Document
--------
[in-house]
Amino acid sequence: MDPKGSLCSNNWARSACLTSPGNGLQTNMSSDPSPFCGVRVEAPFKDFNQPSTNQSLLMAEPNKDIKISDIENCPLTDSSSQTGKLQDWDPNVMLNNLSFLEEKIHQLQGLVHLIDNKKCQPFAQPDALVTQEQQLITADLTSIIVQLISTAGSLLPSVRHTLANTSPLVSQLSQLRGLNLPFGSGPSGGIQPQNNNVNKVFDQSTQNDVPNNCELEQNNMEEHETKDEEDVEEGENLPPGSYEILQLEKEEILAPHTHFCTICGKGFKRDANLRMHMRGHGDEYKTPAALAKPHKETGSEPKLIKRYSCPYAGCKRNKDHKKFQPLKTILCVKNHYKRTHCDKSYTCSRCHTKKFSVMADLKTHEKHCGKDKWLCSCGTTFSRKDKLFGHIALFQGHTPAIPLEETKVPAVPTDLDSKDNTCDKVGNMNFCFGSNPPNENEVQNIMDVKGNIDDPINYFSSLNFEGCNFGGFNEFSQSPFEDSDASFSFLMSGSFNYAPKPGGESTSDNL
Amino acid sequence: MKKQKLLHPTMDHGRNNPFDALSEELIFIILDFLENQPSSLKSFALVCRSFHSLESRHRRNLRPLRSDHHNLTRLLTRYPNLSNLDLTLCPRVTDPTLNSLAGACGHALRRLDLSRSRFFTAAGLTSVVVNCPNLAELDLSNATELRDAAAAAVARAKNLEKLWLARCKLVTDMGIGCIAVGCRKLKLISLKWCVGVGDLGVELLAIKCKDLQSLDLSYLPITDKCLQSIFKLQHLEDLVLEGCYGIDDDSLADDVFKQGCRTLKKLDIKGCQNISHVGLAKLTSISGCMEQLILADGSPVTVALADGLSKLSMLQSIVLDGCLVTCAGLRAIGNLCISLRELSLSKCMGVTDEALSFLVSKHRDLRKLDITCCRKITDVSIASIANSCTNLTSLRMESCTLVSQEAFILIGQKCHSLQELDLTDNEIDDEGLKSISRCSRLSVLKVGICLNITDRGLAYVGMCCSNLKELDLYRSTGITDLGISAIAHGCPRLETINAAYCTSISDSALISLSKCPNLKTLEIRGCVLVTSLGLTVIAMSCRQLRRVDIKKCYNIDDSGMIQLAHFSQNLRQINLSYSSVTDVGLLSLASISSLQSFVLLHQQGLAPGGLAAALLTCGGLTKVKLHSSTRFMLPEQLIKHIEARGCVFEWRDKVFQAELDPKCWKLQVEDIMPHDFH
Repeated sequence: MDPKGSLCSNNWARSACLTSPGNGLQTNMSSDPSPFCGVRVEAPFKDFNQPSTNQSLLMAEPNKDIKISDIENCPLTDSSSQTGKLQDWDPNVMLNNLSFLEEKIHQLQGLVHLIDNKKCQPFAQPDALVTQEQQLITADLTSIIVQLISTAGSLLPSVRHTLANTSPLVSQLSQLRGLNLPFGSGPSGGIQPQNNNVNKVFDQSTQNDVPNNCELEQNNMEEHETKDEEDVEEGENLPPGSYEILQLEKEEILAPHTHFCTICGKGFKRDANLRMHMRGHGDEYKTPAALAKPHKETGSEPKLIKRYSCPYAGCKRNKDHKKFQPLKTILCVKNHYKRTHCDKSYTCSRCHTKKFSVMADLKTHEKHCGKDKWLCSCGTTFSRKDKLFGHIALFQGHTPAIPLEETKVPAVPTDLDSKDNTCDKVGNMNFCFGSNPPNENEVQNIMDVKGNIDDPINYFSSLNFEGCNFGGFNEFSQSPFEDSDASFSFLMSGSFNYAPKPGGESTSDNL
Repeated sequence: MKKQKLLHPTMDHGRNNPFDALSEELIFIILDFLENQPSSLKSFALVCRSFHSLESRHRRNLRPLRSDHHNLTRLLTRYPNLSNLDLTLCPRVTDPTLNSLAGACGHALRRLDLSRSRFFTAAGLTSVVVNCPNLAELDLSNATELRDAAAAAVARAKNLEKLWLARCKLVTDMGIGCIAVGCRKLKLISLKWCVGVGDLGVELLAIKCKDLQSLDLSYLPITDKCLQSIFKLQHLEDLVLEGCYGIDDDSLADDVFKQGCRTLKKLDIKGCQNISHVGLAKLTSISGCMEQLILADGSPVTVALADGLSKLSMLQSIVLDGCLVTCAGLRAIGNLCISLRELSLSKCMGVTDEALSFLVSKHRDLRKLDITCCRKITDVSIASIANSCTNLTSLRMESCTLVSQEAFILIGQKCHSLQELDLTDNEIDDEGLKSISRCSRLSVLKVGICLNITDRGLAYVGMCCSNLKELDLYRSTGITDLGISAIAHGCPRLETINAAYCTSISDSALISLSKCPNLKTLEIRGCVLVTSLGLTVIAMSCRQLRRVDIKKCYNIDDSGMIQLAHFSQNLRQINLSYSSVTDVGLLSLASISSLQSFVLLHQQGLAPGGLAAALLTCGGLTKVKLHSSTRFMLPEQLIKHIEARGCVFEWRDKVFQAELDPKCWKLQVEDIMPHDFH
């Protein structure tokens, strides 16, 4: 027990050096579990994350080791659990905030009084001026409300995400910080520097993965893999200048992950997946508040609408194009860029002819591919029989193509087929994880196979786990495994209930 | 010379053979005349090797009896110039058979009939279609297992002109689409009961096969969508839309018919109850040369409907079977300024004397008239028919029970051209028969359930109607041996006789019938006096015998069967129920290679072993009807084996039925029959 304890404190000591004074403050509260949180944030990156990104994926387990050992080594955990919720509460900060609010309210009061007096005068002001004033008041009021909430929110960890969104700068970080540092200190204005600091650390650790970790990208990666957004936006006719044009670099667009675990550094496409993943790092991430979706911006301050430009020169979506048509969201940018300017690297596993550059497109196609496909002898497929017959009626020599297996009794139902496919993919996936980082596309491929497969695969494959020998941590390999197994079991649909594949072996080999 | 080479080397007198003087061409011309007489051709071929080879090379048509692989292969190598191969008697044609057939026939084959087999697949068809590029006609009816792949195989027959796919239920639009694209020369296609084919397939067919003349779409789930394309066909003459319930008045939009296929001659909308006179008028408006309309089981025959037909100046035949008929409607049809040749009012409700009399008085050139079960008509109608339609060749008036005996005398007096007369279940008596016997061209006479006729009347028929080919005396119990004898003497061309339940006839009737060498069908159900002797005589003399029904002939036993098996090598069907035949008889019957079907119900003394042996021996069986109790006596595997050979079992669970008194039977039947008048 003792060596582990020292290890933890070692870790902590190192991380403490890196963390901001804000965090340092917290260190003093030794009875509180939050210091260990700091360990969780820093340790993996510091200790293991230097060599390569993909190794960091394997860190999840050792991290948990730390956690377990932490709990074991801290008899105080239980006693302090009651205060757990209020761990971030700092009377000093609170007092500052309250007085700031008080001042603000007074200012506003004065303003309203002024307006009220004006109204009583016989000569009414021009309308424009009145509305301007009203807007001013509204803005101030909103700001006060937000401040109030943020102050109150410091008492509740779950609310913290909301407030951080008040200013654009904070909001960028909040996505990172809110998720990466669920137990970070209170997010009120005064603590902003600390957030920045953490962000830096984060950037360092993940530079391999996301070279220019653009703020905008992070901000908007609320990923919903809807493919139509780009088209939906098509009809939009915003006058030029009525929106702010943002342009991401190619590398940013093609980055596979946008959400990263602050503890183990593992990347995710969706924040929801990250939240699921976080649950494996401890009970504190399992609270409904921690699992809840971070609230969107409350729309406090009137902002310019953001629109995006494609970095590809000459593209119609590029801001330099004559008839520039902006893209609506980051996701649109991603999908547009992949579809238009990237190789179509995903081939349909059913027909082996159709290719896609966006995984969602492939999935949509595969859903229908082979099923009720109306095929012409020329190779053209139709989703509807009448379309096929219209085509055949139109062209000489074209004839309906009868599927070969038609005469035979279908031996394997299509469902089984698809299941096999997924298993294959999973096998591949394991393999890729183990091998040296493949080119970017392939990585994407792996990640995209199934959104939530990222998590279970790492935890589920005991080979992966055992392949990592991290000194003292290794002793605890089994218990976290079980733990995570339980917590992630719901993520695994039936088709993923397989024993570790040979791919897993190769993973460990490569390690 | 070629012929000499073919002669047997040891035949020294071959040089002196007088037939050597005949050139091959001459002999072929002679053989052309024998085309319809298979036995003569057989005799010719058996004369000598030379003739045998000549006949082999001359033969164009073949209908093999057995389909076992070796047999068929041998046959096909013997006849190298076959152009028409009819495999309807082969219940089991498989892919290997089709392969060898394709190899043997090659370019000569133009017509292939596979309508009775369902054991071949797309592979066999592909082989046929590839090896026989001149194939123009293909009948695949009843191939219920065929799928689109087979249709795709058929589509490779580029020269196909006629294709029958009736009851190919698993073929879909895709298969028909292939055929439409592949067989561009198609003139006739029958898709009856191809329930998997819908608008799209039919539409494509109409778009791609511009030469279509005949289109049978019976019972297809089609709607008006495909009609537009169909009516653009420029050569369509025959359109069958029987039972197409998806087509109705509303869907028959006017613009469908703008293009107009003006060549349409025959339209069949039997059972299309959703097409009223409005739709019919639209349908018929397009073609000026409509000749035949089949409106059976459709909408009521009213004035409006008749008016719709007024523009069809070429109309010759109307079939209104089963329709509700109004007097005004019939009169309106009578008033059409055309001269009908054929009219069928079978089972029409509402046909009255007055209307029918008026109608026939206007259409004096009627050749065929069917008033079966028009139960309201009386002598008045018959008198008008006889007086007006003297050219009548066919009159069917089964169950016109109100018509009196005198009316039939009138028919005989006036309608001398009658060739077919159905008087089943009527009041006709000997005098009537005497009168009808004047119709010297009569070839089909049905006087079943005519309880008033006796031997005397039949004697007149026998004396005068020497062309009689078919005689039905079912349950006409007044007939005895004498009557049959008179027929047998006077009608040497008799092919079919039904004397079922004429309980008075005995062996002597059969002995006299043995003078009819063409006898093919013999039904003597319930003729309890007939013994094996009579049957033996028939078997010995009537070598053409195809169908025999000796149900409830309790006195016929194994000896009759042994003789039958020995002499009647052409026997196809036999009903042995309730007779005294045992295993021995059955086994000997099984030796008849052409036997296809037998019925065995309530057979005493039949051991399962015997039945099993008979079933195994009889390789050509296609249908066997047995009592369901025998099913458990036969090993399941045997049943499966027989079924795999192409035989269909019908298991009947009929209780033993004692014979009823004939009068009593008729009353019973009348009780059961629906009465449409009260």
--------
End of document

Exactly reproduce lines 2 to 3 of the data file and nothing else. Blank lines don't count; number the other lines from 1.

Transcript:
Amino acid sequence: MDPKGSLCSNNWARSACLTSPGNGLQTNMSSDPSPFCGVRVEAPFKDFNQPSTNQSLLMAEPNKDIKISDIENCPLTDSSSQTGKLQDWDPNVMLNNLSFLEEKIHQLQGLVHLIDNKKCQPFAQPDALVTQEQQLITADLTSIIVQLISTAGSLLPSVRHTLANTSPLVSQLSQLRGLNLPFGSGPSGGIQPQNNNVNKVFDQSTQNDVPNNCELEQNNMEEHETKDEEDVEEGENLPPGSYEILQLEKEEILAPHTHFCTICGKGFKRDANLRMHMRGHGDEYKTPAALAKPHKETGSEPKLIKRYSCPYAGCKRNKDHKKFQPLKTILCVKNHYKRTHCDKSYTCSRCHTKKFSVMADLKTHEKHCGKDKWLCSCGTTFSRKDKLFGHIALFQGHTPAIPLEETKVPAVPTDLDSKDNTCDKVGNMNFCFGSNPPNENEVQNIMDVKGNIDDPINYFSSLNFEGCNFGGFNEFSQSPFEDSDASFSFLMSGSFNYAPKPGGESTSDNL
Amino acid sequence: MKKQKLLHPTMDHGRNNPFDALSEELIFIILDFLENQPSSLKSFALVCRSFHSLESRHRRNLRPLRSDHHNLTRLLTRYPNLSNLDLTLCPRVTDPTLNSLAGACGHALRRLDLSRSRFFTAAGLTSVVVNCPNLAELDLSNATELRDAAAAAVARAKNLEKLWLARCKLVTDMGIGCIAVGCRKLKLISLKWCVGVGDLGVELLAIKCKDLQSLDLSYLPITDKCLQSIFKLQHLEDLVLEGCYGIDDDSLADDVFKQGCRTLKKLDIKGCQNISHVGLAKLTSISGCMEQLILADGSPVTVALADGLSKLSMLQSIVLDGCLVTCAGLRAIGNLCISLRELSLSKCMGVTDEALSFLVSKHRDLRKLDITCCRKITDVSIASIANSCTNLTSLRMESCTLVSQEAFILIGQKCHSLQELDLTDNEIDDEGLKSISRCSRLSVLKVGICLNITDRGLAYVGMCCSNLKELDLYRSTGITDLGISAIAHGCPRLETINAAYCTSISDSALISLSKCPNLKTLEIRGCVLVTSLGLTVIAMSCRQLRRVDIKKCYNIDDSGMIQLAHFSQNLRQINLSYSSVTDVGLLSLASISSLQSFVLLHQQGLAPGGLAAALLTCGGLTKVKLHSSTRFMLPEQLIKHIEARGCVFEWRDKVFQAELDPKCWKLQVEDIMPHDFH